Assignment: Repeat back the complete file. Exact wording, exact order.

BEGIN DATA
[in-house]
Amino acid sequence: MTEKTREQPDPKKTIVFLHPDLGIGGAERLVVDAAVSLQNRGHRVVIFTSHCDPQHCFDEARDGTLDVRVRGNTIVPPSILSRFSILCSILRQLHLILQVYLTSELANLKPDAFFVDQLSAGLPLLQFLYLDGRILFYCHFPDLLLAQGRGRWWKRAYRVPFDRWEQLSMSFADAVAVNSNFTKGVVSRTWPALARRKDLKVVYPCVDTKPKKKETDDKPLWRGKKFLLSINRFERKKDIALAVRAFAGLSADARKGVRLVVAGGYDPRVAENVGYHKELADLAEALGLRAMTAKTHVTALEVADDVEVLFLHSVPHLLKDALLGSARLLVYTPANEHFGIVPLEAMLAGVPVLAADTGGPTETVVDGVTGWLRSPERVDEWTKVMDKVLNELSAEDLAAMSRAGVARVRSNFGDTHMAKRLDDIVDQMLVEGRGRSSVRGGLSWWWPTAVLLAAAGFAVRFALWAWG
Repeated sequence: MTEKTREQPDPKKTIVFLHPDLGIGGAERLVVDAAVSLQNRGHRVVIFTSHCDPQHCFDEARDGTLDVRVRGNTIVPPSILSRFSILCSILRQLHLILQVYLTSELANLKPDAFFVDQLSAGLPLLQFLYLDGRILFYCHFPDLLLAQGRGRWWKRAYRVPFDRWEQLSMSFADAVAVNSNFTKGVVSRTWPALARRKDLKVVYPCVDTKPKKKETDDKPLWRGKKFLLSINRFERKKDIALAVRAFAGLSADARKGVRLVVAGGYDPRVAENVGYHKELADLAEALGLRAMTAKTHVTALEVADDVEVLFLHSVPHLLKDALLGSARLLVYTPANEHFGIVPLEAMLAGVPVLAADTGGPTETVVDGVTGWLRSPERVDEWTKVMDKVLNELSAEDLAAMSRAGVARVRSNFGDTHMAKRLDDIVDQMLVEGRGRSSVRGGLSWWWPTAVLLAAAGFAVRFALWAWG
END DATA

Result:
[in-house]
Amino acid sequence: MTEKTREQPDPKKTIVFLHPDLGIGGAERLVVDAAVSLQNRGHRVVIFTSHCDPQHCFDEARDGTLDVRVRGNTIVPPSILSRFSILCSILRQLHLILQVYLTSELANLKPDAFFVDQLSAGLPLLQFLYLDGRILFYCHFPDLLLAQGRGRWWKRAYRVPFDRWEQLSMSFADAVAVNSNFTKGVVSRTWPALARRKDLKVVYPCVDTKPKKKETDDKPLWRGKKFLLSINRFERKKDIALAVRAFAGLSADARKGVRLVVAGGYDPRVAENVGYHKELADLAEALGLRAMTAKTHVTALEVADDVEVLFLHSVPHLLKDALLGSARLLVYTPANEHFGIVPLEAMLAGVPVLAADTGGPTETVVDGVTGWLRSPERVDEWTKVMDKVLNELSAEDLAAMSRAGVARVRSNFGDTHMAKRLDDIVDQMLVEGRGRSSVRGGLSWWWPTAVLLAAAGFAVRFALWAWG
Repeated sequence: MTEKTREQPDPKKTIVFLHPDLGIGGAERLVVDAAVSLQNRGHRVVIFTSHCDPQHCFDEARDGTLDVRVRGNTIVPPSILSRFSILCSILRQLHLILQVYLTSELANLKPDAFFVDQLSAGLPLLQFLYLDGRILFYCHFPDLLLAQGRGRWWKRAYRVPFDRWEQLSMSFADAVAVNSNFTKGVVSRTWPALARRKDLKVVYPCVDTKPKKKETDDKPLWRGKKFLLSINRFERKKDIALAVRAFAGLSADARKGVRLVVAGGYDPRVAENVGYHKELADLAEALGLRAMTAKTHVTALEVADDVEVLFLHSVPHLLKDALLGSARLLVYTPANEHFGIVPLEAMLAGVPVLAADTGGPTETVVDGVTGWLRSPERVDEWTKVMDKVLNELSAEDLAAMSRAGVARVRSNFGDTHMAKRLDDIVDQMLVEGRGRSSVRGGLSWWWPTAVLLAAAGFAVRFALWAWG